Date: Wednesday, August 25, 2010, 6:19 AM




--- In quickphilosophy@xxxxxxxxxxxxxxx, Ron Allen <wavelets@...> wrote:


> Hello Walto & quick-fill group:

> For his second obliteration of Bare-Bones Concept Pragmatism (BCP) in his 
> article "Having Concepts" Fodor argues that BCP's epistemic account of 
> possessing concepts fundamentally conflicts with the compositionality of 
> thought and language. This, Fodor has argued, is essential for explaining the 
> productivity and systematicity of thought and language.

> BCP, in Fodor's characterization, comprises both sortability and inference, 
> and, really, I think, nothing else; these are necessary and sufficient 
> criteria as Fodor relates them. Again, as I think Neil pointed out, it's not 
> for Fodor to state their conditions, but for the conceptual pragmatists to do 
> the same. That's one thing that is glaringly missing from this argument. 
> Where are the citations that somebody actually puts forward BCP? I see none.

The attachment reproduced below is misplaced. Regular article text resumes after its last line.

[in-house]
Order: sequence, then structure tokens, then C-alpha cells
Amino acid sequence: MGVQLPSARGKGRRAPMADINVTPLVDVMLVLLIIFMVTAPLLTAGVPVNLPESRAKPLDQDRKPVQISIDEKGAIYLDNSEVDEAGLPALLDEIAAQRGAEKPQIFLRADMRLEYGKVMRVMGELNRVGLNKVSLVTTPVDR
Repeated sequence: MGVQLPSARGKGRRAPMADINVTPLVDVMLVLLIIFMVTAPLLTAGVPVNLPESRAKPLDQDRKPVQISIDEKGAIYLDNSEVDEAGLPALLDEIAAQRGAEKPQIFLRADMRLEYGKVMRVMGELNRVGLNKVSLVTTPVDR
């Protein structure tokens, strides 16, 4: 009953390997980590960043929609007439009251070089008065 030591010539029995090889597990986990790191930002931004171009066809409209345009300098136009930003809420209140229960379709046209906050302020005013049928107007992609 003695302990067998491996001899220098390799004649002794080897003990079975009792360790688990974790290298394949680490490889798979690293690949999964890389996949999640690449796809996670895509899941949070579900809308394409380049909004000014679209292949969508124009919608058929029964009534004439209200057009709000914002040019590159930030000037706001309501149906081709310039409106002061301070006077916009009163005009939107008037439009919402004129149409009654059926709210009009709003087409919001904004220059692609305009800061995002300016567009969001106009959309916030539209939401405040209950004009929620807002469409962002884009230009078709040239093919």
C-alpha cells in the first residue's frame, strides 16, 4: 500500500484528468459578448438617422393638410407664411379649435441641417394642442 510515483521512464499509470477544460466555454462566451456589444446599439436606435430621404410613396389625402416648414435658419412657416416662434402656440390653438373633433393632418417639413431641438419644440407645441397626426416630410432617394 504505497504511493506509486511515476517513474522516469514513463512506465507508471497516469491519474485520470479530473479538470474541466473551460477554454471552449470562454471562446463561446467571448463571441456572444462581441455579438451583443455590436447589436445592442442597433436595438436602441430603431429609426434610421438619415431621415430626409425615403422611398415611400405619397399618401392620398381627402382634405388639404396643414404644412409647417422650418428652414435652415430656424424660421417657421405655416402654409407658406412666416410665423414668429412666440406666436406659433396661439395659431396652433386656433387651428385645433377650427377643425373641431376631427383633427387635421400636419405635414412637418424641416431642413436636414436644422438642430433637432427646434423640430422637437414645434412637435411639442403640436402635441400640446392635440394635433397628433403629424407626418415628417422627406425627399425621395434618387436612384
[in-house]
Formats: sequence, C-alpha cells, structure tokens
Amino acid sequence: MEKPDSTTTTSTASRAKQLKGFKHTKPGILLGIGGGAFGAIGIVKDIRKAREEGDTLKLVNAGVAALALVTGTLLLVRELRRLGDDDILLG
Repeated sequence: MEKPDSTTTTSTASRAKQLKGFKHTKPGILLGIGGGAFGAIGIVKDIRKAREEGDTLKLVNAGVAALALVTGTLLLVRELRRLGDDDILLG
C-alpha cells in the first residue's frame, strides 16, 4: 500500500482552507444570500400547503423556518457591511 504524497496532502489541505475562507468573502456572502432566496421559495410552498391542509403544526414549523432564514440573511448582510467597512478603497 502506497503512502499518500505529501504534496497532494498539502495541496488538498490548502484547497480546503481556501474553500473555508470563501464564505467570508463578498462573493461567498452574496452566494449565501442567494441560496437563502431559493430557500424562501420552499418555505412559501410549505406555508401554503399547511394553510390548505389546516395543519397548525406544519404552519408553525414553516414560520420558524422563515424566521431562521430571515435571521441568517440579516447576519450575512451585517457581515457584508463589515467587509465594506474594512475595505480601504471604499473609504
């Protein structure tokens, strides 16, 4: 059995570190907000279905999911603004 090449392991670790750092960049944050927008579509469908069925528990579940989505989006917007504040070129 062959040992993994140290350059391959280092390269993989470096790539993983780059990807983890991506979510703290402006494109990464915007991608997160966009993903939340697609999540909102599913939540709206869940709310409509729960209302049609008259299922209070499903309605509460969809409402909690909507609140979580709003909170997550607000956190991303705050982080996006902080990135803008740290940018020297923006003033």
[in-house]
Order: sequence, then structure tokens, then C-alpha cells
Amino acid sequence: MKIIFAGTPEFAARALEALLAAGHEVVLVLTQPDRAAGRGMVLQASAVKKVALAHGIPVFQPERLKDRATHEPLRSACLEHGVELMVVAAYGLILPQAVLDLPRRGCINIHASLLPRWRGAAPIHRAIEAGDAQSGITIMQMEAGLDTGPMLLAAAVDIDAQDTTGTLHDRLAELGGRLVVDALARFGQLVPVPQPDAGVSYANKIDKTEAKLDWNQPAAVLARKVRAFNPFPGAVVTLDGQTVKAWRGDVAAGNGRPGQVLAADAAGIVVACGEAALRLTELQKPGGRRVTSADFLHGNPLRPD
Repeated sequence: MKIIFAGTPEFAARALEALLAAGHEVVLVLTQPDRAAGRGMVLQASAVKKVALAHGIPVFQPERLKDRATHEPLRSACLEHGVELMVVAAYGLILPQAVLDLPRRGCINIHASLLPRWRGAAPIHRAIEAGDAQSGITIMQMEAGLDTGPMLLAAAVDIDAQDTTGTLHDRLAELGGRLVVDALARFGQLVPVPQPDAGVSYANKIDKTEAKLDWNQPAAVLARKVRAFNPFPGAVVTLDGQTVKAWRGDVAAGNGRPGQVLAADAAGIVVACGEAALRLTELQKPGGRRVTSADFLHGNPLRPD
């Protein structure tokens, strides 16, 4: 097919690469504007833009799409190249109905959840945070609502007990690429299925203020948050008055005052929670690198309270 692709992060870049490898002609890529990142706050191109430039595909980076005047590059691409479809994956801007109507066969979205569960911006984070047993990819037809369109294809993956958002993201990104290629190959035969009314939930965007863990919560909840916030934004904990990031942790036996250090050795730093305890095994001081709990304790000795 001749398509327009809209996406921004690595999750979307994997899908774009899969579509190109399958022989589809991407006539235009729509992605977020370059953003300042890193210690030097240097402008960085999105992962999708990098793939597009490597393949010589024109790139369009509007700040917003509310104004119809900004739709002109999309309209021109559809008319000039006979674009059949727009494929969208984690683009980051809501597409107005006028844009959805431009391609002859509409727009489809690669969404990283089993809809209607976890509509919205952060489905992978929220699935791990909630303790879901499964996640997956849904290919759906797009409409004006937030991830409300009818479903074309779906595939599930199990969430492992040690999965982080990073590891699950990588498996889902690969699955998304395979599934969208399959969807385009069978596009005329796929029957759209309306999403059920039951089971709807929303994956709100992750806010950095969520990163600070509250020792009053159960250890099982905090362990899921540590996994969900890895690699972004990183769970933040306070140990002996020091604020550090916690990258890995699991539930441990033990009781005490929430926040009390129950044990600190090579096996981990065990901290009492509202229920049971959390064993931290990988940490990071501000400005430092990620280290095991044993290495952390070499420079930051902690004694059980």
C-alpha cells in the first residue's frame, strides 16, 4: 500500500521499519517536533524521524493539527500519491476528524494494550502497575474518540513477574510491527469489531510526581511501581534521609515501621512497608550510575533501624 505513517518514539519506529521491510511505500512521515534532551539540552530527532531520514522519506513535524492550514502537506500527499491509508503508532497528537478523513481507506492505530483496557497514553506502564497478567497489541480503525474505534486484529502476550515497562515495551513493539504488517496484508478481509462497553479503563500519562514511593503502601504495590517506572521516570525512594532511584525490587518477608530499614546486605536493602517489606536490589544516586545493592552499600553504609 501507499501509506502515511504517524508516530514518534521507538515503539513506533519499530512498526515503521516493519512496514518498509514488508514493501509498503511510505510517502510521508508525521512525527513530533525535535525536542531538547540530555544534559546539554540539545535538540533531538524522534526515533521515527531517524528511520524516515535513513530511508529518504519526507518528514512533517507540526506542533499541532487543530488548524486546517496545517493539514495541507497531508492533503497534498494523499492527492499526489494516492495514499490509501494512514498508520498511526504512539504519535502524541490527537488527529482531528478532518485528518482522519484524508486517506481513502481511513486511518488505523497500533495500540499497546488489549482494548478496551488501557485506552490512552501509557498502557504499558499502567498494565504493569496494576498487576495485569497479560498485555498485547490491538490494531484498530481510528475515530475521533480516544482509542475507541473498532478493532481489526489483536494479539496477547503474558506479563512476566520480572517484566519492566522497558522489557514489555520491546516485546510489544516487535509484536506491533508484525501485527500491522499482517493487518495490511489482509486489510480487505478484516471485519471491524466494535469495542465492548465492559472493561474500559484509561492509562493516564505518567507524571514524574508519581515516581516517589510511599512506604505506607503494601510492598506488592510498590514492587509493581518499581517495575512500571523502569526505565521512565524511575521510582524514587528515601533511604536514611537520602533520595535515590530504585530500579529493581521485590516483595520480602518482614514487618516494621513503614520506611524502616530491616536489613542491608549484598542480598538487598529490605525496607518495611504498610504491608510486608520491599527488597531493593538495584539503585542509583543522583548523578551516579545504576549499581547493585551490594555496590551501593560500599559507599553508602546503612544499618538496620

> But,OK, BCP asserts (so Fodor) a sorting capability within concept 
> possession. [rla aside: Does Fodor not accept this? Is it possible that the 
> concept of a dog as such might not be sortable from a cat as such, and yet 
> the two concepts should nonetheless be distinct?] Fodor argues that if BCP is 
> correct, then to have a concept C is to be able to sort objects in its 
> extension.

> Here is Fodor's argument:

> 1. OK, what about dogs?

> 2. You can't pick out dogs that are relativistically outside our perceptual 
> scope. There might be dogs that are so far away that the finiteness of the 
> speed of light precludes our seeing them and discriminating them from 
> non-dogs. [rla: What an unbelievably specious argument. I'm appalled.]

> 3. [But no one in BCP claims that we have to sort physically unknowable 
> objects. Was the possible dog outside our lightcone whelped by a dog inside 
> our cone? If not, why even suggest that it's a dog? Why even suggest that it